Expat health insurance plans are a necessity in today's globalized world where so many people are residing outside their native country for an extended period, typically living abroad a year or longer in many cases. Many expatriates living and working overseas are not covered under their employer's insurance or a group health insurance. Expatriate health insurance is an annually renewable major medical insurance that provides a high medical policy maximum, wellness checkups, emergency medical evacuation, repatriation of remains and optional benefits such as maternity, dental, life insurance and more depending on the plan.
Anyone who is residing outside the U.S. for more than 6 months in a given year can purchase expatriate health insurance. Whether you are a U.S. citizen or a non-U.S. citizen, expatriates can purchase such international health insurance. Additionally, non-U.S. residents who permanently stay in their own country can also purchase global medical insurance.
Expatriates under the age of 74 years can apply for expat medical insurance. Some plans allow you to continue the coverage beyond 74 years provided you originally applied for the coverage before your 65th birthday. However, the plan available beyond 74 years of age (senior plan) comes with fewer benefits, a lower policy maximum, and more restrictions.
Different plans offer different coverage areas such as:
- Worldwide excluding US
- Worldwide excluding US, Canada
- Worldwide excluding US, Canada, China, Hong Kong, Japan, Macau, Singapore, Taiwan
If there is a possibility that you will move to a different country, travel to a different country, or are likely to go to another country for a treatment, please make sure that the international insurance you purchase provides coverage in that area. E.g., you plan to retire in Costa Rica, but if you would like to be able to come to the U.S., you should choose 'worldwide' coverage.
Applying for expatriate medical insurance is easy and straightforward. In addition to the demographic information, you will have to answer a series of medical questions. Unlike short term travel medical insurance, expat health insurance plans are not instant issue. Once the application is submitted, it will go through medical underwriting. Underwriting is quick and usually only takes a few days.
Pre-Existing Conditions and ACA
Expatriate health insurance plans are not ACA (Obamacare or PPACA) compliant. That means that they generally don't provide an unlimited policy maximum and there are exclusions or limitations of pre-existing conditions. You will have to disclose your medical conditions and it is possible that you will be declined altogether due to specific conditions that may be excluded. Some conditions could also be covered at a higher price.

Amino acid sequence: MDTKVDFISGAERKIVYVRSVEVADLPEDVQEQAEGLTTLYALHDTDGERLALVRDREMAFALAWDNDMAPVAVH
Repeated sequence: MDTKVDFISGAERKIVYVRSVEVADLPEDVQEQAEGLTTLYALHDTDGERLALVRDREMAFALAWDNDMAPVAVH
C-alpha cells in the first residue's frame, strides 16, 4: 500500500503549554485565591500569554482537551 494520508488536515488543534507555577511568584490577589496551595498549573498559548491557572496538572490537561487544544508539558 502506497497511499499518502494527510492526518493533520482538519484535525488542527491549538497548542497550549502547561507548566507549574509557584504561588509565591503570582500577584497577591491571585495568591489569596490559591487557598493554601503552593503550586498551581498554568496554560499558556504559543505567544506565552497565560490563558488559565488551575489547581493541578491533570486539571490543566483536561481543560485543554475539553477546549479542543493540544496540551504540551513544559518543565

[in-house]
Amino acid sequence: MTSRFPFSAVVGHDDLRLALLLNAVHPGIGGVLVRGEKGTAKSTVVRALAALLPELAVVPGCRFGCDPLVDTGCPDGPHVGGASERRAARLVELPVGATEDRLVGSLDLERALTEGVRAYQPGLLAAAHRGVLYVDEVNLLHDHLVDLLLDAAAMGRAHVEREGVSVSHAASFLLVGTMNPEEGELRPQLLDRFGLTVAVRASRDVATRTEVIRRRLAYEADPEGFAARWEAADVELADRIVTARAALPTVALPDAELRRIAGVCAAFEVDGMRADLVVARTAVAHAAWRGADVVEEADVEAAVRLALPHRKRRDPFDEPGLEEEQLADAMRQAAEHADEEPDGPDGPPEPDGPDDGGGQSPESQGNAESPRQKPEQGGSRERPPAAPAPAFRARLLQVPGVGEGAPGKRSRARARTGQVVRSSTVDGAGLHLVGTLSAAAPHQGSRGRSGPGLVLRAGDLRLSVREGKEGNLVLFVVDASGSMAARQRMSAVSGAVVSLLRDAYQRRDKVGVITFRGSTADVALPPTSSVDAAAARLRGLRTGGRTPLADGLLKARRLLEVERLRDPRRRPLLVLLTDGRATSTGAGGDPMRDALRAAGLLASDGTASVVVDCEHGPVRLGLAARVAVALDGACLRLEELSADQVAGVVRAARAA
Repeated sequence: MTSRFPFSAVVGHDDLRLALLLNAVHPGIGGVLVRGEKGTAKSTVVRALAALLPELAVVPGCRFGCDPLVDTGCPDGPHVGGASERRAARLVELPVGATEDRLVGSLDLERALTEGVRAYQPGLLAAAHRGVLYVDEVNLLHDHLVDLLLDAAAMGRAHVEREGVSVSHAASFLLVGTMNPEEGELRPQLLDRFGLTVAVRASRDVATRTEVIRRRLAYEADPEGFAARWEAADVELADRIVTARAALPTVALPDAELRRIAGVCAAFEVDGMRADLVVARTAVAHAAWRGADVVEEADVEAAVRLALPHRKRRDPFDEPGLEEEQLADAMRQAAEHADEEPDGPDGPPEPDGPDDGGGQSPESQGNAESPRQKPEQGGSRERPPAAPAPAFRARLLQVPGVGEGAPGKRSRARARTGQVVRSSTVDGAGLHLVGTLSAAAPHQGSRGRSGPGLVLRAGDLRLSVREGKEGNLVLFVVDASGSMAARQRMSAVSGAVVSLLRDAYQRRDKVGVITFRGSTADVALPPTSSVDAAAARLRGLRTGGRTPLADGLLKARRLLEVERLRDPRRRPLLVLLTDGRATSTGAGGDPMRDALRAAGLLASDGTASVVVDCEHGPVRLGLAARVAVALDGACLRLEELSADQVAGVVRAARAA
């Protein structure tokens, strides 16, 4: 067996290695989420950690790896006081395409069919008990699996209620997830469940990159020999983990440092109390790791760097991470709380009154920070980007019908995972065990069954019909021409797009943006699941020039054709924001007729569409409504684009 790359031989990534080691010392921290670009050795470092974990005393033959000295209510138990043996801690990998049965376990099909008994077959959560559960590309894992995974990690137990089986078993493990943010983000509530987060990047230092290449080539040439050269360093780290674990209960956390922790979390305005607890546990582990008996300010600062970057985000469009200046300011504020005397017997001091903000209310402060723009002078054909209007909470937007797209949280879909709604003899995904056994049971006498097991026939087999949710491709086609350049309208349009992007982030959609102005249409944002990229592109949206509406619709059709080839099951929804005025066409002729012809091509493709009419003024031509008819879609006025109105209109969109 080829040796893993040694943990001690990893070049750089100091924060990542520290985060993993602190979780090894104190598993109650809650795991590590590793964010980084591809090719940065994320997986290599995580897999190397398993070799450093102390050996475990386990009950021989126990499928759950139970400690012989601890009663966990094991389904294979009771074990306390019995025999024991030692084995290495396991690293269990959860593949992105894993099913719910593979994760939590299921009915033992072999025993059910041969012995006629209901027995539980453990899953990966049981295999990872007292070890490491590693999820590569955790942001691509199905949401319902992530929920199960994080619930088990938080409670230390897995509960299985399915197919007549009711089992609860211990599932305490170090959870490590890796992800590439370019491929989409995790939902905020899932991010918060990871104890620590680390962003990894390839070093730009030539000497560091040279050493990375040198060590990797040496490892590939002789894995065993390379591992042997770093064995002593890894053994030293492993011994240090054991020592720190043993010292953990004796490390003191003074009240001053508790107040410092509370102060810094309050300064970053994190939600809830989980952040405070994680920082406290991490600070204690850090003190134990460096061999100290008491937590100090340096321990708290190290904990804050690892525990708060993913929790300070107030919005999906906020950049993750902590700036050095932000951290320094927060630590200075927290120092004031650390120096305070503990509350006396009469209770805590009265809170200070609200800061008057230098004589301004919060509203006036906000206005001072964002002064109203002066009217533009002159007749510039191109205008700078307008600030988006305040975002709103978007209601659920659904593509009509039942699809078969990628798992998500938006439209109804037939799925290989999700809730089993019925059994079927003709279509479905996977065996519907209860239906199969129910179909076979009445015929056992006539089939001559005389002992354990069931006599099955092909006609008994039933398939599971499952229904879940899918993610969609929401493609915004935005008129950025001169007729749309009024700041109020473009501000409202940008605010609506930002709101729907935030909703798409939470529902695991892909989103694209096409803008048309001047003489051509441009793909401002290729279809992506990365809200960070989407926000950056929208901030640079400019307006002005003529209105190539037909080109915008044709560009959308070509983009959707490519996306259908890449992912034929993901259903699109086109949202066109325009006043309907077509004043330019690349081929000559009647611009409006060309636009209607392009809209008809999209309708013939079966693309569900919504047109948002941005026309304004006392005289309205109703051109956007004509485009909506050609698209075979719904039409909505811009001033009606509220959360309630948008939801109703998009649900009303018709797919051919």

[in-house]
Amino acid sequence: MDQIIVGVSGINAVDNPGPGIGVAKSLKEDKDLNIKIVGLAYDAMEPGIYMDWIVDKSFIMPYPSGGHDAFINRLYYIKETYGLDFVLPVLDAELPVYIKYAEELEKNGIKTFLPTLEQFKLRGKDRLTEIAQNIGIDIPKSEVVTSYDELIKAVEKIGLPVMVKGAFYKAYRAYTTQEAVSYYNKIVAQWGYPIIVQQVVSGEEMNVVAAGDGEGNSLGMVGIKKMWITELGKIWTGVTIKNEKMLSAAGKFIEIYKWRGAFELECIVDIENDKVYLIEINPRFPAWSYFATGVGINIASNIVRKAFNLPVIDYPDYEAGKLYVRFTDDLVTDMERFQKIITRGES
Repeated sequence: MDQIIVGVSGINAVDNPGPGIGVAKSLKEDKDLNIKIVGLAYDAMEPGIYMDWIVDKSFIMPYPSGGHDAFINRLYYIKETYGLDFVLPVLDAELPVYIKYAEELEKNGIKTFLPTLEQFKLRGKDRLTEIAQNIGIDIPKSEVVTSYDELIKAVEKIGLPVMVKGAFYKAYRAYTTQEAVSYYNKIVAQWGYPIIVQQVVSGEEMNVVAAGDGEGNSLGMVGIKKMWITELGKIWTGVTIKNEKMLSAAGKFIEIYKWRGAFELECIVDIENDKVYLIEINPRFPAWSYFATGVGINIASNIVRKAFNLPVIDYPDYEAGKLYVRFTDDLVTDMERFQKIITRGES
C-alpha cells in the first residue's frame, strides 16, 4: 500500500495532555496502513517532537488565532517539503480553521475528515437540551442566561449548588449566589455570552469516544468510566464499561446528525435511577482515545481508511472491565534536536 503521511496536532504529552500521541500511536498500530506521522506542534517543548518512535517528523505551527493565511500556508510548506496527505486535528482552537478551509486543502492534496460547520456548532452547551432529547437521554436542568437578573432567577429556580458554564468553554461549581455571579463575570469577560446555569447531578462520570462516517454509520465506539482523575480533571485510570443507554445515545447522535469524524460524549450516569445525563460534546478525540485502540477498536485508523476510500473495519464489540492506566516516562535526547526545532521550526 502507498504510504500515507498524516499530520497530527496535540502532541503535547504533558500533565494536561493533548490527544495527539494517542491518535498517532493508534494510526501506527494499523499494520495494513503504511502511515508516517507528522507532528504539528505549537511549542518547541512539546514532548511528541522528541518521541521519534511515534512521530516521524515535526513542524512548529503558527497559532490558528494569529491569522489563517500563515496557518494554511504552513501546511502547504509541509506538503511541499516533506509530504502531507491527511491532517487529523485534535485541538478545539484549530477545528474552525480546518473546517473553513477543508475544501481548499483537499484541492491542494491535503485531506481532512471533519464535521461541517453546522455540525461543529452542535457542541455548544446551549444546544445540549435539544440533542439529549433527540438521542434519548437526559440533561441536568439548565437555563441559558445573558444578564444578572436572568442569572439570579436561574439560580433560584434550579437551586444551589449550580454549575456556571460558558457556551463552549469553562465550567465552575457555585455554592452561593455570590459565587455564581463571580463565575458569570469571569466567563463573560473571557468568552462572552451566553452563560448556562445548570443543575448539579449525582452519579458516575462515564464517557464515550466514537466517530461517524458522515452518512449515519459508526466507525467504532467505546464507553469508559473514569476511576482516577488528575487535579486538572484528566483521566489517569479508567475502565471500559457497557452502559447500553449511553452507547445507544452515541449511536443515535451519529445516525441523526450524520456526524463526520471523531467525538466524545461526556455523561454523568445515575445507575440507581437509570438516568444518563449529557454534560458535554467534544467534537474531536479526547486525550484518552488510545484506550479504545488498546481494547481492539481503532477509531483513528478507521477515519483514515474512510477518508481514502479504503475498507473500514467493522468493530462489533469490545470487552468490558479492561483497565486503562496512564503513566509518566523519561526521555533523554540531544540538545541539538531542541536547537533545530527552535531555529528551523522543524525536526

Exception: GeoBlue Explorer insurance plan can apply prior coverage to the pre-existing conditions waiting period, provided you were covered with a creditable coverage (ACA compliant) plan and your insurance company will issue a 'Certificate of Creditable Coverage'.
U.S. residents are required to carry ACA compliant health insurance plans, even if you normally reside outside the U.S. but will be in the U.S. for more than 35 days. As a U.S. citizen, you are required to carry ACA compliant health insurance throughout the year, which can be a large amount. In a situation like this, it would be best for you to choose an ACA compliant plan with the highest possible deductible, the lowest metallic level, and then buy an expatriate plan that excludes coverage in the U.S. Another option would be to purchase worldwide medical insurance but you would still have to pay a tax penalty for not carrying an ACA compliant plan. Of course, if you plan to be outside the U.S. for more than 330 days in a year, you are not subject to the ACA mandate.
Expat Plans vs Local Plan
Expatriates and even the local residents outside the U.S. often face the choice of whether to purchase an expatriate insurance plan or purchase a local plan. There is no one answer for everyone in every situation. Usually a local plan is limited to a specific country and coverage is not transferrable if you decide to visit or reside in another country, or would like to go to another country for a treatment. In addition, a local insurance plan would not cover emergency medical evacuation and repatriation of remains. Moreover, some local insurance plans may only provide coverage at public hospitals where quality treatment may not be available, or the plan's policy maximum is so low that it would be highly inadequate to receive treatment in a private hospital that provides excellent care. In short, each situation would have to be evaluated on a case by case basis.
Expatriates and global citizens can purchase a long term, annually renewable insurance plan for coverage in the geographic area that they desire and enjoy the peace of mind no matter where they travel in that area.
If you need a shorter term coverage, consider purchasing travel health insurance.